April 17, 2024
Zika Virus-Related Eye Abnormalities

Uncovering Potential Targets for Treating Zika Virus-Related Eye Abnormalities

A recent study published in the journal iScience sheds light on the ocular effects of Zika virus (ZIKV) infection during pregnancy and identifies potential therapeutic targets. Researchers from the Department of Ophthalmology, Visual and Anatomical Sciences at Wayne State University School of Medicine delve into the impact of ZIKV on the eyes and propose new avenues for intervention in their paper titled “Targeting ABCG1 and SREBP-2 mediated cholesterol homeostasis ameliorates Zika virus-induced ocular pathology.”

ZIKV has become a global public health concern, particularly posing risks to reproductive health. While previous research has linked congenital ZIKV infection to neurological disorders like microcephaly, there is emerging evidence of ZIKV’s association with eye abnormalities in infants. These ocular deformities include retinal lesions, microphthalmia, hemorrhagic retinopathy, retinal pigmented epithelium mottling, optic neuritis, and optic nerve hypoplasia.

Despite the severe impact of ZIKV on neurological and ocular health, there are currently no specific vaccines or antiviral treatments available. The study conducted by the team at Wayne State University investigates the role of cholesterol metabolism in ZIKV-induced eye abnormalities through a transcriptomic analysis of ZIKV-infected retinal pigment epithelial (RPE) cells, revealing significant variations in the cholesterol pathway.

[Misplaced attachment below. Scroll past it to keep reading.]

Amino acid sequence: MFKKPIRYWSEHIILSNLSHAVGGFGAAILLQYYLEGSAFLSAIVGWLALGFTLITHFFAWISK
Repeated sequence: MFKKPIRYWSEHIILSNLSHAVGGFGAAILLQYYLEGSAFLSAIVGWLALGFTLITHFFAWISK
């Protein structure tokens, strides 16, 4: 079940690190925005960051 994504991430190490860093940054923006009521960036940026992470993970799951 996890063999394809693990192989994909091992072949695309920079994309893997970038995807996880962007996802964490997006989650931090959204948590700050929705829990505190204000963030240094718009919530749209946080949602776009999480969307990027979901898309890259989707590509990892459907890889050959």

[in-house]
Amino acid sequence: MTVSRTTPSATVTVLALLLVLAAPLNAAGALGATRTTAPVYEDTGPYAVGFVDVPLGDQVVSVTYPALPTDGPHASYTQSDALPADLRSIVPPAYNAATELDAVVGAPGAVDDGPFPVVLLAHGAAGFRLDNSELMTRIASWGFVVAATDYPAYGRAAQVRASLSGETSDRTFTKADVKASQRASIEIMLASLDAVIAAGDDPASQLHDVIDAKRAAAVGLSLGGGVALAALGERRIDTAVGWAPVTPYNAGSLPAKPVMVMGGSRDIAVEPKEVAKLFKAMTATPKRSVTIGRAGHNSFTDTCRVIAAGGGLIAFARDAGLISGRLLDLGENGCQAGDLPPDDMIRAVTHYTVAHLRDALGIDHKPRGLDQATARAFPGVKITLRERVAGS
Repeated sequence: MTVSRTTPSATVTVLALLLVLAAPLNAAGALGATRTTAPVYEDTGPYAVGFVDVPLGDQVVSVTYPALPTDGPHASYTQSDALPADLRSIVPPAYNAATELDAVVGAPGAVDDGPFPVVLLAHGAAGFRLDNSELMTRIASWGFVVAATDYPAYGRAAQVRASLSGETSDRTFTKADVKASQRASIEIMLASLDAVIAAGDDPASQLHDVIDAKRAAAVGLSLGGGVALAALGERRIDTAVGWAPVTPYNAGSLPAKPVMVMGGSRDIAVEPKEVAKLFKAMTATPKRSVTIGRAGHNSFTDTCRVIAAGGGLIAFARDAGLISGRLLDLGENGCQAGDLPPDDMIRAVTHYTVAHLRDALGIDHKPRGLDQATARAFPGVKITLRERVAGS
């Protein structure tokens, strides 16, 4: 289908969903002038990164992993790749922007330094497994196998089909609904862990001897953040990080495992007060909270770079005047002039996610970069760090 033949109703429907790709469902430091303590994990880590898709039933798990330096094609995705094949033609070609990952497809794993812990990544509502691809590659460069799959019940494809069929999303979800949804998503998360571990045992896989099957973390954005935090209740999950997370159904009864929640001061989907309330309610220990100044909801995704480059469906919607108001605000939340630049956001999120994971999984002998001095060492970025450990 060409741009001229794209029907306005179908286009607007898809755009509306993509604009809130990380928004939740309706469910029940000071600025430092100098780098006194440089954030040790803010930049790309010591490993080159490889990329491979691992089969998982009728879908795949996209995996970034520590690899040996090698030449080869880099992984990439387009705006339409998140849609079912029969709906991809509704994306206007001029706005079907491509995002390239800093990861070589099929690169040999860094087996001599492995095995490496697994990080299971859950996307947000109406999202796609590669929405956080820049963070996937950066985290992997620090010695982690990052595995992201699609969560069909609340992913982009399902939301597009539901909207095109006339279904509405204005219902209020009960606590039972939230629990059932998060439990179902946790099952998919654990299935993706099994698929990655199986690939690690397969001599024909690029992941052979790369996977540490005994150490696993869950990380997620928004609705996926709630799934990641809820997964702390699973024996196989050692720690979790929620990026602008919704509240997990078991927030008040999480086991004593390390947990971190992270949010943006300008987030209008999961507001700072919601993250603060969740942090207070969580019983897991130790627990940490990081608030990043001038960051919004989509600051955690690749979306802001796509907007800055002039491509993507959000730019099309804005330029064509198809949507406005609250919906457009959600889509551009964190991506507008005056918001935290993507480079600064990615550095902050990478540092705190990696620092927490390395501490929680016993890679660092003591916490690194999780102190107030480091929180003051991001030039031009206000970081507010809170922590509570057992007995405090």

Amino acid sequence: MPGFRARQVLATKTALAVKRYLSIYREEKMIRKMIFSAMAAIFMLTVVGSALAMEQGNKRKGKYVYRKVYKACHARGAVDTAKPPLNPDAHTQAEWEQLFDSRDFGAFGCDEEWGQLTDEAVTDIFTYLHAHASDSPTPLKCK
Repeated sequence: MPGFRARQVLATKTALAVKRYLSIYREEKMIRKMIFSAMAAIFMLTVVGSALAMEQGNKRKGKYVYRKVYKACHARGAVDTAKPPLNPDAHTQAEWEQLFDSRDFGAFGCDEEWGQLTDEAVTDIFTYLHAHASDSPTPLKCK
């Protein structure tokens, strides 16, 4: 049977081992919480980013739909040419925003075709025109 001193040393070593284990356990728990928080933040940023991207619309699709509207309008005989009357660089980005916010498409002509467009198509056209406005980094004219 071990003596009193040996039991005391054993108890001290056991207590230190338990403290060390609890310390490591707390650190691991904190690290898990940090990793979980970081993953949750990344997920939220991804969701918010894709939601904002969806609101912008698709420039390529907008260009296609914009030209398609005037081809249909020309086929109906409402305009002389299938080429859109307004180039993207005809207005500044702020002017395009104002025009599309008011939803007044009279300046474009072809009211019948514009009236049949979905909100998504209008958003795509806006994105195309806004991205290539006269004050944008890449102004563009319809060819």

Dr. Ashok Kumar, the senior author of the study, emphasized the importance of understanding the molecular mechanisms behind ZIKV-related eye abnormalities, focusing on cellular metabolism. By exploring the involvement of key regulators of cholesterol metabolism, ATP-binding cassette transporter G1 (ABCG1) and sterol response element binding protein 2 (SREBP-2), the researchers identified potential targets for therapeutic intervention.

Experiments on cell cultures demonstrated that increasing ABCG1 activity through liver X receptors (LXRs) reduced ZIKV replication, while inhibiting SREBP-2 lowered cholesterol levels and subsequently decreased viral replication. In vivo studies using mouse models with ZIKV-induced chorioretinal lesions showed promising outcomes when treated with an LXR agonist or SREBP-2 inhibitor, leading to improved ocular abnormalities and reduced inflammation.

Dr. Sneha Singh, a postdoctoral fellow in Dr. Kumar’s lab, highlighted the significance of targeting cholesterol pathway components like ABCG1 and SREBP-2 as potential therapeutic strategies for mitigating ZIKV-induced ocular complications. The implications of this study extend beyond ZIKV to other enveloped viruses, such as West Nile virus, Japanese encephalitis virus, and Dengue virus, indicating broader applicability of the findings.

Continuing their research, Dr. Kumar’s team is employing a lipidomics approach to identify lipid molecules with both proviral and antiviral properties, aiming to discover novel antiviral therapeutics. Dr. Ezemenari M. Obasi, the vice president for research at Wayne State, commended the team’s innovative efforts, emphasizing the impact of their discoveries on addressing eye abnormalities caused by ZIKV not only in Detroit but globally.

This study underscores the intricate relationship between cholesterol metabolism and ZIKV infection in the eyes, offering insights into potential therapeutic targets for addressing ZIKV-related ocular complications and potentially aiding in the development of treatments for various enveloped viruses.

1. Source: Coherent Market Insights, Public sources, Desk research
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